“Observe”, “Make” and “Reflect” were previously defined by Katie Moore as part of her concept of “play”. Together, the three elements create the cyclical process that is learning. The architectural strategy behind the OSLA playground is to create spatial definition for three cohorts while openly connecting each design focus area to the cohorts.

In the observe cohort, the students in a cohort attempt to independently or dependently comprehend a subject. After the initial gathering of knowledge, the students attend the make cohort; there the students engage in hands-on activity to further discover more knowledge regarding the subject. Then, in the reflect cohort, any discrepancy between different students’ or groups’ discoveries would be addressed and the topic would be applied to the students’ lives outside of school. In identifying the cohorts by this method, students are not left to stagnate within a “home” cohort. Instead, they are meant to transition from cohort to cohort and understand how the spatial differences can be tailored to the different types of learning.

At this stage of design development, we are managing the integration of the initial design concepts with the building’s geometry set-out. The preexisting geometry of the hexagonal grid inscribed by a pentagonal grid allows us to identify structured spaces for the school’s program. Also, the arrangement of each shapes’ corner gives us the locations for our columns. Understanding each adjacent face that two programs share is a boundary defined by the geometry set-out. Structurally, that boundary may be a split floor level, a line of columns and a beam over-head. Fundamentally, the shared faces create the interactive barriers shared between different elements of the program. These boundary spaces are designed with the intention of creating an open relationship between each large pentagonal room, to foster interdisciplinary communication.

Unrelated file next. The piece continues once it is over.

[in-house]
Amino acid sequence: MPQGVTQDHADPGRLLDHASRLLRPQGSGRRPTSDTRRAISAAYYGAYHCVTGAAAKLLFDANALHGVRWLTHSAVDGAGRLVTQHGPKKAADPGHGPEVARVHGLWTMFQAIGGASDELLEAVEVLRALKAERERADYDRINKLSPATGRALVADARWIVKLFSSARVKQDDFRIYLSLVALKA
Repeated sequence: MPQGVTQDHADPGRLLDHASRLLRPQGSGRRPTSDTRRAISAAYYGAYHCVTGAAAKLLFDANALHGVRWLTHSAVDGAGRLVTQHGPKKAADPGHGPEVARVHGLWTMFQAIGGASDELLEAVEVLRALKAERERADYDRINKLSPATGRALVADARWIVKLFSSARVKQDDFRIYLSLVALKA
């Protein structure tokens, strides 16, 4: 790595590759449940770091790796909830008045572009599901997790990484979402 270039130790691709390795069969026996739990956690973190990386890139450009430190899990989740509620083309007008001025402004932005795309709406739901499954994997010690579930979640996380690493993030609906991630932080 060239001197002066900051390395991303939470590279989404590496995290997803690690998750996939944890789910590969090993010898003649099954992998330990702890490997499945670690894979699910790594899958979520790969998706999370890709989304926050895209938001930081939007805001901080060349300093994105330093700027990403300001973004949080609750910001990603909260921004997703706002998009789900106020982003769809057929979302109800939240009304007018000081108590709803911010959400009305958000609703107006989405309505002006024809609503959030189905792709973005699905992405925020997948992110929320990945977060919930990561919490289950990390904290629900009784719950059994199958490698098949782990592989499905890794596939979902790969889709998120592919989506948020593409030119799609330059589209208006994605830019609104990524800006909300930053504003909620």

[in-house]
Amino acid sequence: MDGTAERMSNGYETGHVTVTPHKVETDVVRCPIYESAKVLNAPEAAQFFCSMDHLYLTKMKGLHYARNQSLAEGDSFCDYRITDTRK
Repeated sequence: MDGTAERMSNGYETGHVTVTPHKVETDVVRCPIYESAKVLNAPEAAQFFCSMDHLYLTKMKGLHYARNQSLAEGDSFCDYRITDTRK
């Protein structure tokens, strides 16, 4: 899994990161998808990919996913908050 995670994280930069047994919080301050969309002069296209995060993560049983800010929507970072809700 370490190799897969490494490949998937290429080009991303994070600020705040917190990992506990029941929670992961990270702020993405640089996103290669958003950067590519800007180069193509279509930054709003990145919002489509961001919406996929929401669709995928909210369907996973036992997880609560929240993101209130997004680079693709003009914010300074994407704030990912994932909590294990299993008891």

Additionally, understanding the material of the façade and the assembly system will reflect the internal geometry in the building’s exterior elevation. Any indication of a column within the building would easily be read by the vertical arrangement of our façade panels extending from ground to roof, covering any exterior views of the columns.

The consideration of daylight informed decisions to develop the roof form. Implementing skylights that are crafted by the geometry set-out let daylight in. Applying the geometry set-out to the skylights further enforces how the geometry set-out influences our formal decisions. Structuring these skylights can bring forth interesting architectural and spatial opportunities. We intend to have the skylights extend from the roof to the floors below. By stretching the skeletal frame of the skylights to the top of grade slab, the columns become visual anchors located in the school’s central atrium.

To continue developing our school, we need to express play in a more explicit manner through the architecture. Looking at the current microprogram diagrams, there are too many stark similarities between each cohort. Redesigning some of the interior spaces to suit each cohort will architecturally, make the learning process more effective and memorable.

Each design strategy is meant to reference the geometry setout but is also meant to tie into the greater concept. Looking at the roof form, it appears rather flat and doesn’t necessarily represent any idea of playfulness. To address this issue, we are exploring the spatial capabilities of our skylights. Rather than just having them come down into the space, the can also manipulate the roof form for the spaces above. Creating dimples and pockets on the roof level will create a variety of sweeping curves in elevation that would appear to be more spatially intriguing and interactive.

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